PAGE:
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Author Topic: Baiting critters  (Read 4389 times))

Offline JonnyReb

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Baiting critters
« on: July 25, 2010, 09:26:15 AM »
  I'd like for some of you guys to share what bait has worked best for you in luring in pests. I have no trouble luring in critters with fur, my trail cams take plenty of pictures of possum's, racoons and coyotes, with any flavor of canned catfood i set out. I have herds of squirrels in my yard as the birdseed and sunflower seeds are obviously a big hit. My problem is i don't care to hunt these particular animals, with the exception of the coyote, and so of course they are everywhere. What i'm interested in hunting is just the English sparrow and starling, but nothing i do brings them in.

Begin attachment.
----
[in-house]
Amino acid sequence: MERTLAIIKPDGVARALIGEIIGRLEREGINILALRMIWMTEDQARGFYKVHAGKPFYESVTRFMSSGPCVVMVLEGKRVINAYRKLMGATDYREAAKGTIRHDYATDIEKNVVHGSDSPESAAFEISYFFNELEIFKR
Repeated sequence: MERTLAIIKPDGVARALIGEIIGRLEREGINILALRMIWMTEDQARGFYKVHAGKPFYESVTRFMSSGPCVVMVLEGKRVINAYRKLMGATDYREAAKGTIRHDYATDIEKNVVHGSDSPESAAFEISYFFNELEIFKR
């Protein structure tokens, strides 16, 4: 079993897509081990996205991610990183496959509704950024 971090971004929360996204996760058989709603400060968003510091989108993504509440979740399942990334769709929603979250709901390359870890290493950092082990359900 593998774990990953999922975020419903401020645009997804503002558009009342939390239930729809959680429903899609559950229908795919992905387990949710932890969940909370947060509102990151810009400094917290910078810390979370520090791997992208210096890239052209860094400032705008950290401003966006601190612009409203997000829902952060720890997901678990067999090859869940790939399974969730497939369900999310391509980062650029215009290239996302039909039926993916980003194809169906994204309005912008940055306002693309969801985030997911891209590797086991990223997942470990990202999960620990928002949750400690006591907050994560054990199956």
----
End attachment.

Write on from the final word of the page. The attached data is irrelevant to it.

I've been to places recently where the english sparrows have decimated the native population of small songbirds and the only thing left is house sparrows. They run in large flocks, at niagra falls, N.Y. there were hundreds of them traveling from picnicing groups of people to the next, begging food. There were no other small birds present. They squabble and fight constantly. At another part of N.Y. i visited, i watched a group of english sparrows attack a goldfinch, stretching the bird out between several of them as they tried to peck it to death. They were to far up in a tree to do anything, it was the goldfinches nest i think, if only i'd had a pelletgun.... Anyways, they are evil birds and i guess i should be glad i have none where i live, to far out in the woods for them to make it i guess. They seem to prefer city to country.